An astonishingly multilayered portrait of a romantic relationship that doubles as a commentary on the value of reproductions – and, thus, the cinema itself – Certified Copy finds Abbas Kiarostami returning triumphantly, after years of DV experimentation, to the realm of narrative filmmaking. From conversational scenes set inside a car to discussions being interrupted by pesky cell phone calls, Kiarostami’s hallmarks remain intact, as does his gift for canny, intricate plotting. In this instance, that concerns the apparent first-time meeting between French art dealer Elle (Juliette Binoche) and English novelist James (William Shimmel), whose latest philosophical book contends that artistic copies are the equal of their originals, and that an object’s meaning is altered by one’s perception of it. Meeting the morning after James’ promotional speaking commitment in Tuscany, as well as following a talk between Elle and her young son which suggests the boy knows more about his mother than he should (and she’d like), Elle and James embark on a car ride around the scenic region. Along the way, they contemplate a range of topics – the nature of happiness (and whether we should judge its forms), the purpose of existence, and the blissful convenience of living in the moment versus the requirement of adult responsibility – which all elicit intriguingly strong emotional reactions from Elle.
During a café pit stop, the proprietor presupposes that James is Elle’s husband, an assumption she plays along with, first tentatively and then so convincingly that (à la Close Up) the line between truth and fiction begins to blur – and then altogether collapses when the couple increasingly begins quarreling like an actual married couple. During this coffee-break interlude, Elle and the shop owner’s chat wends its way through a debate on the role of women, and their men, in relationships, laying the groundwork for the ensuing, contentious bickering between Elle and James over their varying opinions on love, commitment, and what constitutes togetherness and separation (matters filtered through exchanges about Warhol, Michelangelo’s “David,” and the Mona Lisa). Its here, in the latter portions of Certified Copy, that the filmmaker tantalizingly dances with a ballerina’s grace around the issue of what’s “true,” refusing to proffer easy answers through underlining or hand-holding. Rather, his surrealistic film demands engaged reassessment at every turn as it burrows into the fissures of an affair gone awry, plumbing the depths of petty and profound grievances to expose the ways in which trust, compassion and shared dreams (symbolically addressed during a church encounter with newlyweds) can crumble not from one cataclysmic event, but by a series of internal “changes” (James’ term) to both parties.
By journey (and story’s) conclusion, what Kiarostami seems to present is nothing short of a microcosmic day-long snapshot of a union’s inception, consummation and destruction, which further functions as the Iranian auteur’s own statement regarding film’s unparalleled capacity for conveying essential truths and experiences via inherently artificial means. His tale teases with questions about the “genuine” (are Elle and James married?) even as it both puts that term up for debate (since aren’t these two actors genuinely in each other’s company?) and deems it irrelevant. It’s a bit of meta-twistiness that’s delivered with incisive Buñuel-ian wiliness, as well as a formal assuredness that’s invigorating, not least of which because it calls so little attention to itself. Though virtually every edit articulates a pent-up sentiment and/or conceptual notion, Certified Copy never indulges in the type of look-at-me showmanship typically associated with such self-conscious endeavors. Rather, its style is as elegant as it is slyly expressive, with the director generating beguiling mystery via alluring close-ups, and often partaking in extended shot-reverse shot dialogues that capture an intimate sense of convictions both connecting and clashing.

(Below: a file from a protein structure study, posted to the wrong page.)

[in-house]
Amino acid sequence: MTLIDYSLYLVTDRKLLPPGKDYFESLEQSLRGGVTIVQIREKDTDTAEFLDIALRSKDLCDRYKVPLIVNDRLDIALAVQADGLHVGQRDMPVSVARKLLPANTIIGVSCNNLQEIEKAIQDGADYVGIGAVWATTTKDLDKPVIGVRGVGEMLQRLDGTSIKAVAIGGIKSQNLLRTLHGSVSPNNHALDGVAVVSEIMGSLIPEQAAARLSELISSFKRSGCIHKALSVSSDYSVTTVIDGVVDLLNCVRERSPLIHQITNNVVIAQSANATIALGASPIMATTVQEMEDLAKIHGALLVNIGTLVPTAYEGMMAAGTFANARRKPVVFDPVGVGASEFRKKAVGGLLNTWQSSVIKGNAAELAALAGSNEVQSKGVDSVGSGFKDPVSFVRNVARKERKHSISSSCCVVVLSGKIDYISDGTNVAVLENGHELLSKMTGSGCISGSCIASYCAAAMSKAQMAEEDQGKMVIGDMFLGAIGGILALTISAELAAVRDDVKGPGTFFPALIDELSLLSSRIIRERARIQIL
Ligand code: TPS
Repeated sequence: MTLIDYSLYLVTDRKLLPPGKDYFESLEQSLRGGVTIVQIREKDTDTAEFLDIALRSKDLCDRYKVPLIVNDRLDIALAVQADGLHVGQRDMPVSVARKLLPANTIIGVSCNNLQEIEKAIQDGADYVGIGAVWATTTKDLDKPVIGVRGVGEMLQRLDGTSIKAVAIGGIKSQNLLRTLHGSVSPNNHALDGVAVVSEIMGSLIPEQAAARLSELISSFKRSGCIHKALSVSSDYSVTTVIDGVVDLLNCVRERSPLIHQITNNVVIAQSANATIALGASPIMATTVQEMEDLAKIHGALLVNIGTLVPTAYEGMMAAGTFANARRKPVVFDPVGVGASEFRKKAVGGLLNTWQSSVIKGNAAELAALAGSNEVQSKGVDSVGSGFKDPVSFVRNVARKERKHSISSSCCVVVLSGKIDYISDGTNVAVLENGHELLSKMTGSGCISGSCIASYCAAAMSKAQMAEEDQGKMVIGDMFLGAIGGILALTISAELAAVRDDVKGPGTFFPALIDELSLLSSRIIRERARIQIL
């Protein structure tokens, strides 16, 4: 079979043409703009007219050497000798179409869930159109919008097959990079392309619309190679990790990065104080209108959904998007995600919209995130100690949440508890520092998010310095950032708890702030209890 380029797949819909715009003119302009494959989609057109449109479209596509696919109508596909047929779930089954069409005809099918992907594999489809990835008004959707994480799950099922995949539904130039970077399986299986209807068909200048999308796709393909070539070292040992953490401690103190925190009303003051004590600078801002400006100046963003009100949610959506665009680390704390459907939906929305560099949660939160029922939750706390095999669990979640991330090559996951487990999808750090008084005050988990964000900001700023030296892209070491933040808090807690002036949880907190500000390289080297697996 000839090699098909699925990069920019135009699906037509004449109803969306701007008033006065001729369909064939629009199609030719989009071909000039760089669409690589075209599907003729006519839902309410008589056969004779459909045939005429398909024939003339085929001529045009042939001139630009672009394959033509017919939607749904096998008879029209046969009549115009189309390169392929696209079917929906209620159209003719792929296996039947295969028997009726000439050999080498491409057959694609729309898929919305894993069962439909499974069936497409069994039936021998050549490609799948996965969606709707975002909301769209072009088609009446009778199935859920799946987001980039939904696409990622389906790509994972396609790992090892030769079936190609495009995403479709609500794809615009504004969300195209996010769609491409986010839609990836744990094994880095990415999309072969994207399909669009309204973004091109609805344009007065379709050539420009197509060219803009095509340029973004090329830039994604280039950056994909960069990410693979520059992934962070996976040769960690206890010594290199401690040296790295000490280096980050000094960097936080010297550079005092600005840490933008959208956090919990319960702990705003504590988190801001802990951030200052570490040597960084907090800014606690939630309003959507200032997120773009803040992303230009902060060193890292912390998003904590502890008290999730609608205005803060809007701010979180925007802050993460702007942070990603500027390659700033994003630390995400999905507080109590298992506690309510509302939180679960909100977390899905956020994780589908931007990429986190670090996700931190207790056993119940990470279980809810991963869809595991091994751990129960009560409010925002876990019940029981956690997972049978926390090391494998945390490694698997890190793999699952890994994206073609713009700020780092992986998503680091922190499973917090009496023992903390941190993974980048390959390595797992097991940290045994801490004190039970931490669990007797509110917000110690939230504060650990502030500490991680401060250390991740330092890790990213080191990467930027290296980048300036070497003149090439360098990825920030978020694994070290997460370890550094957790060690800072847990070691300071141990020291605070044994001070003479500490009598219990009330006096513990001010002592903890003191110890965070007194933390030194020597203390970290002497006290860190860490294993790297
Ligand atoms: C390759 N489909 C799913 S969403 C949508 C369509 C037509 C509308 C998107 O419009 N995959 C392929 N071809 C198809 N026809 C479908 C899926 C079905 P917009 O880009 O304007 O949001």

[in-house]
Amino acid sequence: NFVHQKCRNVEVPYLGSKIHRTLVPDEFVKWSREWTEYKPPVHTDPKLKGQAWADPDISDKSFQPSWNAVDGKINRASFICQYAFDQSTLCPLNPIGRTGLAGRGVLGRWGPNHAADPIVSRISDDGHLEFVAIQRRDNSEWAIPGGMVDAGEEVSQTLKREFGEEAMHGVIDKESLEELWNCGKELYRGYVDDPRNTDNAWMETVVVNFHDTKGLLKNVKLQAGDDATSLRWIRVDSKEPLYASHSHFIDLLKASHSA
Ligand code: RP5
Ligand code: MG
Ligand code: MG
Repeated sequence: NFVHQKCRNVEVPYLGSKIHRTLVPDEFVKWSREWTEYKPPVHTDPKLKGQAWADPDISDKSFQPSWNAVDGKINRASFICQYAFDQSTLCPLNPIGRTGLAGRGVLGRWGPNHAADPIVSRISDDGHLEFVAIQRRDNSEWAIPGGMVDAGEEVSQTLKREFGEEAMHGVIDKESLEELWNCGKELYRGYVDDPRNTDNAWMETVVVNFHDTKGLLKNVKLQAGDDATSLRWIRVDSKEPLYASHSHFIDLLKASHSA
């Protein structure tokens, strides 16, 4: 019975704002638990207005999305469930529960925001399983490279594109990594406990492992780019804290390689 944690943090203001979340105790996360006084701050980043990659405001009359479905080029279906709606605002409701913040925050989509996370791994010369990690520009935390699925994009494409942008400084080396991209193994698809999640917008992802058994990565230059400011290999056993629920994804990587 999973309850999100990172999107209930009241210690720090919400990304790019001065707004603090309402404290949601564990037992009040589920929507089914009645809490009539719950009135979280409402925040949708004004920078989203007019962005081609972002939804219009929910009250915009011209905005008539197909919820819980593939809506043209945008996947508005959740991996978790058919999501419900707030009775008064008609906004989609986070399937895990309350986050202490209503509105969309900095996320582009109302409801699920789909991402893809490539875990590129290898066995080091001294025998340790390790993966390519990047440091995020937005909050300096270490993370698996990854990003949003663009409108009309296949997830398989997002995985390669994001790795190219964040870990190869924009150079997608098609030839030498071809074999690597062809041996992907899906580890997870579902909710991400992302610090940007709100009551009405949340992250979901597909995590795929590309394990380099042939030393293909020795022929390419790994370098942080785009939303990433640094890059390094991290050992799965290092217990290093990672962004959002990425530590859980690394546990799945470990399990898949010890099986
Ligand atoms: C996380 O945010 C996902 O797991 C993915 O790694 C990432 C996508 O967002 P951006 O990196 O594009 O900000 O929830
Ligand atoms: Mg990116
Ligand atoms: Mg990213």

More thrilling still, his camera regularly assumes a position directly opposite the current speaker, so that they’re talking not only to their partner but to the audience, a self-aware device that (like a humorous shot of a stranger apparently scolding his wife) acknowledges film’s synthetic composition. In these images, and also striking corresponding sights of Elle and James staring reflectively at themselves in bathroom mirrors, Kiarostami evokes a monumental sense of interiority, of pathos, and of empathy, even as his very gestures highlight the action’s scripted nature. For the writer/director, Certified Copy’s role-playing and cinematographic recreations of the world and human interactions convey emotions and ideas that are just as “authentic” as those found in reality. That’s certainly the case with Shimell’s turn, which layers James’ chilly rationalism with nuanced complexities that both justify and damn his supposed matrimonial conduct. Ultimately, however, it’s in the open, inviting visage of Juliette Binoche – delivering, in the performance of a lifetime, a stunningly raw, heartfelt portrait of excitement, longing, grief, need, resentment and melancholic mourning – that the director supplies incontrovertible evidence for his dramatically gripping, intellectually acute argument in favor of the unreal cinema’s ability to get at the real.
2010 New York Film Festival